Manu Bhaker is still in her tracksuit as she sits in her apartment in Faridabad, in northern India’s Haryana state, after returning from eight hours of practice on the shooting range. But even without a gun, the 17-year-old Indian target shooter is busy, now with her phone, scrolling through her Instagram feed. At that moment, she’s an archetypal teenager. Except that Bhaker is anything but normal.
Still in high school, Bhaker is already the world champion in 10-meter shooting, both in the individual sport and in the team category, and is the youngest Indian to win a Commonwealth Games gold medal. She’s also the current gold medalist in her discipline at the Youth Olympics. Those wins, all in 2018, have made Bhaker one of shooting’s biggest sensations and one of the brightest medal prospects at the 2020 Tokyo Olympics for India, a country that, despite its size, has only ever won one individual gold medal at the Olympics (in men’s shooting in 2008).
That’s not all. In January, Bhaker took on the sports minister of Haryana, a state notorious for discrimination against women. There are 831 women for every 1,000 men in Haryana, the lowest ratio in any state in India, and ‘honor killings’ of women who marry outside the family caste are depressingly common here. Bhaker accused the sports minister, Anil Vij, of lying when he promised a $280,000 award after her Youth Olympics win. On Twitter, she posted screenshots of the minister’s promise. Not only had she not received the cash prize, but the amount promised to her had been cut in half to $140,000.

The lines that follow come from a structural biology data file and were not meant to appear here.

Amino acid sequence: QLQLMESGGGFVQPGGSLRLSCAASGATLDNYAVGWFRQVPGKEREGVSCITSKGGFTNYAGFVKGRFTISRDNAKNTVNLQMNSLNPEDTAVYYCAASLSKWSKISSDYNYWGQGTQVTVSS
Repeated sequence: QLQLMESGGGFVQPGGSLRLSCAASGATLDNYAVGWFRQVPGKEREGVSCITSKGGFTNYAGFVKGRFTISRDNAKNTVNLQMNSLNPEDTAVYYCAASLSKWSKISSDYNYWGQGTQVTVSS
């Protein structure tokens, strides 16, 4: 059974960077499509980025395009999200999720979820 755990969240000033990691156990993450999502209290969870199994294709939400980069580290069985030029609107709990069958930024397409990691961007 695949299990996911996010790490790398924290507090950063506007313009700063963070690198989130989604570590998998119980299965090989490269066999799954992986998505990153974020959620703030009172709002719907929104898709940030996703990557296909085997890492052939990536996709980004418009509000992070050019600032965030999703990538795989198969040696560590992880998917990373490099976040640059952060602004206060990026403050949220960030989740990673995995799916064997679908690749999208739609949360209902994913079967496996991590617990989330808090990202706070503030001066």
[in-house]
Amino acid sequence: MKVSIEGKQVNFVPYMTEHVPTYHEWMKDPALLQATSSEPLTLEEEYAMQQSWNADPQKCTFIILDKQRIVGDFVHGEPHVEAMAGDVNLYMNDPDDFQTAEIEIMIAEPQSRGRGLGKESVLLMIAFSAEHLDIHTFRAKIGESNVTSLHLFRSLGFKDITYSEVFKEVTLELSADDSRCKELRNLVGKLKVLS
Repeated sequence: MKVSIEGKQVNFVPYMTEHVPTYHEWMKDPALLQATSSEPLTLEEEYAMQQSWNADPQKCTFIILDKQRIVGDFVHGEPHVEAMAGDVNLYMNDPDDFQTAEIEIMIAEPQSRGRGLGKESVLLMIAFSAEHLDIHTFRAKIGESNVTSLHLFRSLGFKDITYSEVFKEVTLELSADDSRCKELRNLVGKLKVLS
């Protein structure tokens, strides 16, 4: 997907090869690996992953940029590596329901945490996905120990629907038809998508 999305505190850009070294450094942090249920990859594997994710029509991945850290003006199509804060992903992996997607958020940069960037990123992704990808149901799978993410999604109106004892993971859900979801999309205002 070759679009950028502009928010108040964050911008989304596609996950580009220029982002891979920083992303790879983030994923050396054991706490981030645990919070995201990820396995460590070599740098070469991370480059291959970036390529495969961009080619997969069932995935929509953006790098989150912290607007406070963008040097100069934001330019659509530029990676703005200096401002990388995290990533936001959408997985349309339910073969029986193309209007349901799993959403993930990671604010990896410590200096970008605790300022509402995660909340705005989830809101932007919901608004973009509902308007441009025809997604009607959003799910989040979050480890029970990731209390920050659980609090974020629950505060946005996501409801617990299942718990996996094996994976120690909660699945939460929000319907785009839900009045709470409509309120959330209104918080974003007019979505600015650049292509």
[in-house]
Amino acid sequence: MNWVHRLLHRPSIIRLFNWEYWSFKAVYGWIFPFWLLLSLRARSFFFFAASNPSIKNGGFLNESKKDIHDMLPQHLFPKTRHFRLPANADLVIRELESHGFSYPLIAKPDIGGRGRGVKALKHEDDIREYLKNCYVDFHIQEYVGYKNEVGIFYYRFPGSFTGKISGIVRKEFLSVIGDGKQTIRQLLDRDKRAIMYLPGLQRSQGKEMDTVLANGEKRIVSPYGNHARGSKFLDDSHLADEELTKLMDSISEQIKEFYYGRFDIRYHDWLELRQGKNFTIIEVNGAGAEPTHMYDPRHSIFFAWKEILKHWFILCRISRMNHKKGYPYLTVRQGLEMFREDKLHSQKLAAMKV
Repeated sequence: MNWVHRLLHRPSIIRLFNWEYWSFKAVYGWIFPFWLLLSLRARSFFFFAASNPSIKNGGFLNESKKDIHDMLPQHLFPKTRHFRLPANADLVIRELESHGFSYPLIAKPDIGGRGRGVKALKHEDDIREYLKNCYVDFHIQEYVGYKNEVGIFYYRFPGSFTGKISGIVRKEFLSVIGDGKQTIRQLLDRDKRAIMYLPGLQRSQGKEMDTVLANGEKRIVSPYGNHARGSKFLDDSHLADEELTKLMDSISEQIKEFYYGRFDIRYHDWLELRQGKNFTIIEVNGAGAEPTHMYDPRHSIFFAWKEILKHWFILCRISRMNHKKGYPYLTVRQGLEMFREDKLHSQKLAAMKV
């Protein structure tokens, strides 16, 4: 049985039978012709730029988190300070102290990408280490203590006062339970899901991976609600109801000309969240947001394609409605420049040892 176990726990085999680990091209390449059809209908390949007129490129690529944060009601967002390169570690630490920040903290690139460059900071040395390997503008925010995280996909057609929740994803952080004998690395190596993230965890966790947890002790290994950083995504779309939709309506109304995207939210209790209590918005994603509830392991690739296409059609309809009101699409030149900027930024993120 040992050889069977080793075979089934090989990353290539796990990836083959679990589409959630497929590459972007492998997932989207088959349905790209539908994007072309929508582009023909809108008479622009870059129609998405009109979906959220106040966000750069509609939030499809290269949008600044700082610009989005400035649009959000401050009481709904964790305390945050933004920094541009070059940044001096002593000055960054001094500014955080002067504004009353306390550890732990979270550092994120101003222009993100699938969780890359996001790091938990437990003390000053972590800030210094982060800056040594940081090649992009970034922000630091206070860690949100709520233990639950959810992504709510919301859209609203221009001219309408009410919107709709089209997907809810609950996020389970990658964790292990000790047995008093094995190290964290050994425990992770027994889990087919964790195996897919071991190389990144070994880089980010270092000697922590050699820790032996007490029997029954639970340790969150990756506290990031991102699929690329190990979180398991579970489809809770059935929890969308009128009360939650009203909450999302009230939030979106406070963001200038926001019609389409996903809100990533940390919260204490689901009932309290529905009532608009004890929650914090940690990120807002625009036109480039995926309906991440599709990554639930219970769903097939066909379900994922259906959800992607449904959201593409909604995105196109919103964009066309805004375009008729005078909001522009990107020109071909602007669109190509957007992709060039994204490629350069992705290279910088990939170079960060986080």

Some one in Haryana is really playing with Youth Olympic games cash prize!!!!! @narendramodi @mlkhattar @anilvijminister @Ra_THORe @AshokKhemka_IAS … Is it really for encouraging or disheartening players. which one is correct… pic.twitter.com/adIsfttId7
— Manu Bhaker (@realmanubhaker) January 4, 2019
Vij, a 65-year-old minister of the Bharatiya Janata Party (BJP), demanded that she apologize. The teenager refused. “I didn’t think much” before tweeting, Bhaker tells me over tea and dried fruits at her apartment. “I just did it.”
That gunslinging approach has earned her criticism. When she failed to medal at the 2018 Asian Games, her coach, Jaspal Rana — a multiple gold medalist at the Asian and Commonwealth Games — said his pupil lost her composure after a few poor shots, and instead of taking her time, raced through her remaining chances. “She needs to control her temperament,” Rana told reporters. “Anger will not help her in any way.” Yet Rana has also identified Bhaker as a “rare” talent.
Basically I think shooting is a clean game. In other games, there is a chance of referees cheating.
She has a second attribute that her father, Ram Kishan Bhaker, a chief engineer in the Merchant Navy, says he spotted early: strong will. “Whatever she sets her eyes on, she will make sure she gets it,” he says of his daughter, who grew up in the village of Goria in Jhajjar, a rural part of Haryana. “Manu doesn’t stop short of that.”